For over 120 years later, Glenfiddich has been one of the very few single-malt distilleries to remain entirely owned by family and its whisky has been recognized as the world’s most awarded single malt, which is a true reflection of the passion, integrity and innovative spirit that has been passed down through the generations. Over the times, the premium scotch maker has impressed the whisky lovers and collectors with its unique taste and limited edition bottles, like the
The ultra-rare bottle of 75-year old single malt from the Glenfiddich Rare Collection 1937, which was expected to fetch $77,900, excluding fees, but it realized a price of $71,700 including fees. Also Glenfiddich Malt Master David Stewart describes Glenfiddich Rare Collection 1937 as an exquisite and unique malt whisky of exceptional character. Being the world’s oldest Scotch whisky, it’s truly a very collectible piece that would make for the most wonderful taste experience.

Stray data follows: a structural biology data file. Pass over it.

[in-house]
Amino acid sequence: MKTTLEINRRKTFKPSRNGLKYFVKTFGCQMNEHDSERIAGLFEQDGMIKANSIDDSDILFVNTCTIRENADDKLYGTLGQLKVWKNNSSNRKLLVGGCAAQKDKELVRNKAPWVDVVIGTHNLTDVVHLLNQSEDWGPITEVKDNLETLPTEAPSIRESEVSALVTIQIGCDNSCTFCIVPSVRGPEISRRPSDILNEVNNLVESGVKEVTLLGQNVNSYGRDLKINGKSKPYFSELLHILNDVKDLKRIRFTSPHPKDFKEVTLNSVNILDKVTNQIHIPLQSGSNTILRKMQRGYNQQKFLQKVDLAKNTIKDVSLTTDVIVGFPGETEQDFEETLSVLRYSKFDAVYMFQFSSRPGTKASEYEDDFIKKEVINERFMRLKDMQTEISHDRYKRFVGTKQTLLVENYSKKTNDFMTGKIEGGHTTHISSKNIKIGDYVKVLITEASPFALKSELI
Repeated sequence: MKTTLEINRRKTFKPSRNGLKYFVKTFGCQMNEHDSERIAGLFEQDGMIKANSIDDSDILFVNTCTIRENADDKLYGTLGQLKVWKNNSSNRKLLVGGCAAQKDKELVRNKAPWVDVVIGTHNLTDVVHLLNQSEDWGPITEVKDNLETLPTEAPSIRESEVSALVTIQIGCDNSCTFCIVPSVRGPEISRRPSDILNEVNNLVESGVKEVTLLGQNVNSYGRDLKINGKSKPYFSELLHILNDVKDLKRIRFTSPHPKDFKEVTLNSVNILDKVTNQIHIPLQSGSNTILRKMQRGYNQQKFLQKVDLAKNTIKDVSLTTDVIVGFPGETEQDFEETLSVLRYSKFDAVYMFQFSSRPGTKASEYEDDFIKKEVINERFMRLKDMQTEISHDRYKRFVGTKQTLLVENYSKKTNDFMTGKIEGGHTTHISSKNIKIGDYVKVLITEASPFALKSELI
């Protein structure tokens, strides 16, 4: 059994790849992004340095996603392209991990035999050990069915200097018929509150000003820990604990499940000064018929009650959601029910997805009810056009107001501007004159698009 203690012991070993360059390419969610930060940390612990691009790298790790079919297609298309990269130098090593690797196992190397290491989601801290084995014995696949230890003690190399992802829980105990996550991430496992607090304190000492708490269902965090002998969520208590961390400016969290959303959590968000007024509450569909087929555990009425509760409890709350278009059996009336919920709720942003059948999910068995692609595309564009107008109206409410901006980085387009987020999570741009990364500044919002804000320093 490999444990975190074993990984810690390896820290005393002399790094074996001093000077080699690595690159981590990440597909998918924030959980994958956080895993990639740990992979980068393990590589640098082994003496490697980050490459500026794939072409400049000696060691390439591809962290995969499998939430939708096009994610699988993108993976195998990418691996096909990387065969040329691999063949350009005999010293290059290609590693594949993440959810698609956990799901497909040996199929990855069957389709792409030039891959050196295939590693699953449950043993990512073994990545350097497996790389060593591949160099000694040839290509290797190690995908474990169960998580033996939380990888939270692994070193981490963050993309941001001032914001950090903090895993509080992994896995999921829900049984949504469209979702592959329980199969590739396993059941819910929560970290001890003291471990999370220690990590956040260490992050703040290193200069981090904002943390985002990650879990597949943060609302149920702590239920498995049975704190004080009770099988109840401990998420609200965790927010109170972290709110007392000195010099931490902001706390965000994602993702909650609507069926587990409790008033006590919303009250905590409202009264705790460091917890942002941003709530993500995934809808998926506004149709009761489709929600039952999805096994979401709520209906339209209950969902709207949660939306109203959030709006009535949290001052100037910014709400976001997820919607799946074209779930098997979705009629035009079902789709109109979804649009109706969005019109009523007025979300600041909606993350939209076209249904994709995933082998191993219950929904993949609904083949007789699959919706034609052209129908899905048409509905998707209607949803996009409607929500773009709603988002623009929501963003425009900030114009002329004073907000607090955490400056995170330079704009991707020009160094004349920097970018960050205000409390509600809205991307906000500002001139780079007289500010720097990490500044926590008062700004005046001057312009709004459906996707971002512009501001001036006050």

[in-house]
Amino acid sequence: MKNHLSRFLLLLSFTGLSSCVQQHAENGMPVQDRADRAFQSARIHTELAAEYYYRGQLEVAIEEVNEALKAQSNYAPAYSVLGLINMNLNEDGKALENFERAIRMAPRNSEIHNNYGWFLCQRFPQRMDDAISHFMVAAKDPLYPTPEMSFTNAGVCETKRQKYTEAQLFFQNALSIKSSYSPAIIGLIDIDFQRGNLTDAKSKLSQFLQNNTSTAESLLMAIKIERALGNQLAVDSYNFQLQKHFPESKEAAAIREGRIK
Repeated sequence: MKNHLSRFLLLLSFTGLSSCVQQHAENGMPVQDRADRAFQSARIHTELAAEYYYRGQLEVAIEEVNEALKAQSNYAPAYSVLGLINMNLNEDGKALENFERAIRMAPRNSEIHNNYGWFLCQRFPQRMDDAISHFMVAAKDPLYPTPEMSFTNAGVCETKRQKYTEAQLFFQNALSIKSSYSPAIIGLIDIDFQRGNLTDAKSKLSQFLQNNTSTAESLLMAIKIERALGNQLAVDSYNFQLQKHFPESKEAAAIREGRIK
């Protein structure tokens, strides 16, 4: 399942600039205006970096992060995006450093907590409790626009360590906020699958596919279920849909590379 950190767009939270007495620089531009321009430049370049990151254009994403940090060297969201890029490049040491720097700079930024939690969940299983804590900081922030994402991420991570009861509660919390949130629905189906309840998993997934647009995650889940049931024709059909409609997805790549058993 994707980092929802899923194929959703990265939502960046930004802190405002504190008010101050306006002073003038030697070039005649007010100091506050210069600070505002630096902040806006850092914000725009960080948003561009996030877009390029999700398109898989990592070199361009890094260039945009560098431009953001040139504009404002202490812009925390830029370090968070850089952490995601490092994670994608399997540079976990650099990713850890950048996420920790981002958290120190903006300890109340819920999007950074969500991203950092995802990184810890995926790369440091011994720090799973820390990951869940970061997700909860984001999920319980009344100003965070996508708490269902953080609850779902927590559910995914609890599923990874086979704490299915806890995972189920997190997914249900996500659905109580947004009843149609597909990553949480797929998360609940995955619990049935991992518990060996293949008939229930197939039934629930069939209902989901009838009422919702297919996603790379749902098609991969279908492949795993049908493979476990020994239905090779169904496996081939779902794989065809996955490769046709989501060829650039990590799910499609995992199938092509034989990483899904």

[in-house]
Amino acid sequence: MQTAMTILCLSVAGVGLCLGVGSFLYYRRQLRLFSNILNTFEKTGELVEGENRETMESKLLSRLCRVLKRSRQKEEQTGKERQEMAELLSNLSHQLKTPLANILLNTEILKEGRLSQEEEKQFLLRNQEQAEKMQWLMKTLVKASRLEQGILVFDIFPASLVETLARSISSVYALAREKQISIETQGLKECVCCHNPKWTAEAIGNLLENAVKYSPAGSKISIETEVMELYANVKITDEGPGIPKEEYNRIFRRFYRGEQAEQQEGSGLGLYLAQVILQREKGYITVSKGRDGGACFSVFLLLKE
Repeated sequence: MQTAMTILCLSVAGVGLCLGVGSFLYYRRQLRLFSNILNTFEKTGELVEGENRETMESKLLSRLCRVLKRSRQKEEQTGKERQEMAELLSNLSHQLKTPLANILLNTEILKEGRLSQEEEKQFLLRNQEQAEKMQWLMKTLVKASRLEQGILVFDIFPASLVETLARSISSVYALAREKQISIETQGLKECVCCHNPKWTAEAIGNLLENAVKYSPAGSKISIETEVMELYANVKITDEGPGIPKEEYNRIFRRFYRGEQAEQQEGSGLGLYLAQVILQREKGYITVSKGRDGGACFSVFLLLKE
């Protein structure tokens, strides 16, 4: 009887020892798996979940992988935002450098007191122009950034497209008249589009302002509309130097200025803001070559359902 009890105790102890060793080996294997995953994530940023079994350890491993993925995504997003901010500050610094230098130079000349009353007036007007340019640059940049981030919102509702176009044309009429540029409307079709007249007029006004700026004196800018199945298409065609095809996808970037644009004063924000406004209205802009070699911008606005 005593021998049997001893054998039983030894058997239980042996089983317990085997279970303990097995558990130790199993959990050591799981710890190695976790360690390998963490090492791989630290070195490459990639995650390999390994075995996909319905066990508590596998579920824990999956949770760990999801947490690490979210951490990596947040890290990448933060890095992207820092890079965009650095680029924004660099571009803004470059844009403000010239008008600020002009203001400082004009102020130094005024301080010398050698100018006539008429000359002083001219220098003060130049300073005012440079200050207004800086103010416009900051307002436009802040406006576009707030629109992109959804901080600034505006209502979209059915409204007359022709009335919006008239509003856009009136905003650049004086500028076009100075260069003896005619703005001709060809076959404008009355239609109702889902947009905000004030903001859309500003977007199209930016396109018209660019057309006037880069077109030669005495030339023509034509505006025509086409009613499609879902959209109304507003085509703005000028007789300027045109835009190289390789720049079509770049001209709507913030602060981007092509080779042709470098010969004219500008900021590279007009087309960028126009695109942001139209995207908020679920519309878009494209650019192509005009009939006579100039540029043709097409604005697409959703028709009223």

The auction came just a day after Diageo Plc (DGE) said that to meet the growing demands from Latin America, Asia and other emerging markets, it will spend over 1 billion pound on whisky production over the next few years. The whisky market has turned out to be international collectors’ market, as different people take it as purely as investment.
Discovered to be an unusually slow-maturing whisky, it was distilled in 1937 and bottled in 2001. And, it’s the rarest Glenfiddich whisky ever produced, with just 61 specimens released, which is a solid key factor in propelling it to its considerable price. However, it’s unknown how many bottles still remain.
Interestingly, the price of these rare whisky bottles, dubbed as the world's oldest whisky, from the Glenfiddich Rare Collection 1937 rises after every sale. As another exceptionally rare bottle from the exquisite Glenfiddich Rare Collection 1937 was sold for $20,000 in a pretty intense auction held by Glenfiddich in partnership with City Harvest, a noted New-York based charity on April, 2006 in Vanderbilt Hall at Grand Central terminal.